Apple Edition Vs. Haute Couture
By Debra Scherer
As critics and enthusiasts battle it out for the bragging rights of correctly predicting the outcome of Apple’s continuing foray into the new digital lifestyle business, many on both sides of the argument have come to the conclusion that the gold watch program and the $10,000+ price tag is pure marketing.
The thinking is that the ever more opulent Apple retail stores and this new pricey wearable is the company’s breakout from tech and positioning as a luxury brand. So much so, that the comparison has been made to the practice of being able to scale large quantities of lower priced, or more attainable goods, such as lipsticks and scarves, by creating an aura of exclusivity through the practice of haute couture.
While a very few brands like Chanel or Dior can certainly capitalize on this plan, where they begin with a long history of creating one of a kind pieces that could cost more than an expensive automobile and then trickle that aura of opulence down, the idea doesn’t make as much sense when a brand tries to imitate the plan but in the opposite direction.
Yes, everything from the incredibly opulent ‘starchitect’ designed flagship boutiques, to the science fiction level sublimely staged haute couture presentations shown exclusively to special clients, high profile editors, journalists and correct celebrities are intended to conjure a fantasy and to provide visual fodder to be used in the sales and marketing of other more attainable and easily available products that the masses can devour at Christmas and Valentines Day. It also works well for the ever more expensive accessories and leather goods businesses where the same magic potion of the exclusivity of haute couture can be a very compelling reason to spend thousands of dollars on a bag. But to compare this soon to be exercised strategy of the Apple watch to the dance of the couture houses shows a great misunderstanding of fashion by the tech industry.
There are two problems I see with this strategy. First of all, besides the “skin” of the watch, which is in this case is gold, the inside, the mechanics of the product, are identical to the $300 or “ready-to-wear” version, if we use the couture terminology. Whereas with haute couture, there is an enormous difference between, lets say, a dress from the ready-to-wear, or the “walk in the store and buy it” version and the haute couture. If one ever had experience with true haute couture, the way it is constructed, the materials used (wait, those pearl buttons are actually pearls?) and the fact that the dress is truly made just for you, the difference is very clear. And I don’t mean what the actresses on the red carpet call “couture” or when they claim the dress was “made for them.” I’m talking about months of fittings, each stitch done by the hand of a specially skilled artisan, every pleat, every jacket weighted, every sequin carefully chosen and a level of customization that is a bit more intense than being able to choose between a few colored straps.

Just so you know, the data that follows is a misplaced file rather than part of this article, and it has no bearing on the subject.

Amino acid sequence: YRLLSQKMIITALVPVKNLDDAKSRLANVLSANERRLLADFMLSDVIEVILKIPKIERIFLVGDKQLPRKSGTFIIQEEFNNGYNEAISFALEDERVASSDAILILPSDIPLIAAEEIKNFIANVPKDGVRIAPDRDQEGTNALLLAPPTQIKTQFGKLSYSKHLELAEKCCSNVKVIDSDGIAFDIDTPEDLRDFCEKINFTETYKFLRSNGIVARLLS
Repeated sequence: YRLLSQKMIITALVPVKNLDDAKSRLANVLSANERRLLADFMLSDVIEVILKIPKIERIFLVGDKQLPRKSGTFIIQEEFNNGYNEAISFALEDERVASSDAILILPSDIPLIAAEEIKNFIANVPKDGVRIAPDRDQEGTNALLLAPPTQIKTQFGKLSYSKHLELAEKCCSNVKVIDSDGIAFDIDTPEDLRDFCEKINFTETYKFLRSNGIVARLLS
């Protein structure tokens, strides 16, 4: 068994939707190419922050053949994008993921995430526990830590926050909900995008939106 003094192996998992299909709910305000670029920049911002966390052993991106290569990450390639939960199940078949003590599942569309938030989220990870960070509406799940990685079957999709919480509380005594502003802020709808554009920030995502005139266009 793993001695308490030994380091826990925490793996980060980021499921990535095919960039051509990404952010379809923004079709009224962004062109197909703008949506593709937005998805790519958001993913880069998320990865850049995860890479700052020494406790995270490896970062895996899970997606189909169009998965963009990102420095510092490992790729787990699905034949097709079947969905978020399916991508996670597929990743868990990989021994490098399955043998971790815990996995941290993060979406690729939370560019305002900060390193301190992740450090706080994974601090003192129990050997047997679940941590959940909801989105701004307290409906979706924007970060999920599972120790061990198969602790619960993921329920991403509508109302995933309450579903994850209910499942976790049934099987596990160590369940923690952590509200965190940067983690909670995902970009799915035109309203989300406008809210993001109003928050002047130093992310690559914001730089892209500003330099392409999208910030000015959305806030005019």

For instance, if the dress was short in the show that doesn’t mean you can’t have yours any length you choose, any color, any fabric, a different sleeve and most importantly, a guarantee that no one will ever show up to the gala in a similar style. Those things are openly discussed and planned from the moment you go to your first fitting. So over all, the difference in quality and attention to customization is so far and above the most expensive ready-to-wear, it almost justifies the $150,000 price tag.
The second problem with the comparison is that Apple, though its market has been in the more upscale level of comparable products, is still a brand born in a quasi attainable field of consumer availability. Though the once tech only brands have officially become free of being called only tech, they still have a utilitarian purpose, and the call to create new apps to work on the watch platform only underlines that. The big question everyone is still asking about the watch and certainly the gold watch at this point is,”what do I need it for?” pointing to the product’s need to continually appeal to the utilitarian function of technology in our lives. So the answer must be that the gold watch would be Apple’s jump into the game fashion has been playing since couturiers first went into the perfume business a hundred years ago. The problem with this strategy is that the haute couture came first, the mass products followed once the brand established its luxury product as its essence. I’m not sure it works in the opposite direction. Think Target for Neiman Marcus, or Theysken’s Theory for that matter. Dior works on a lipstick, but I’m not sure I would want my foie gras coming from McDonalds, no matter what the price. One thing is for sure, no one gets fitted for a Chanel gown and asks, what do I need this for?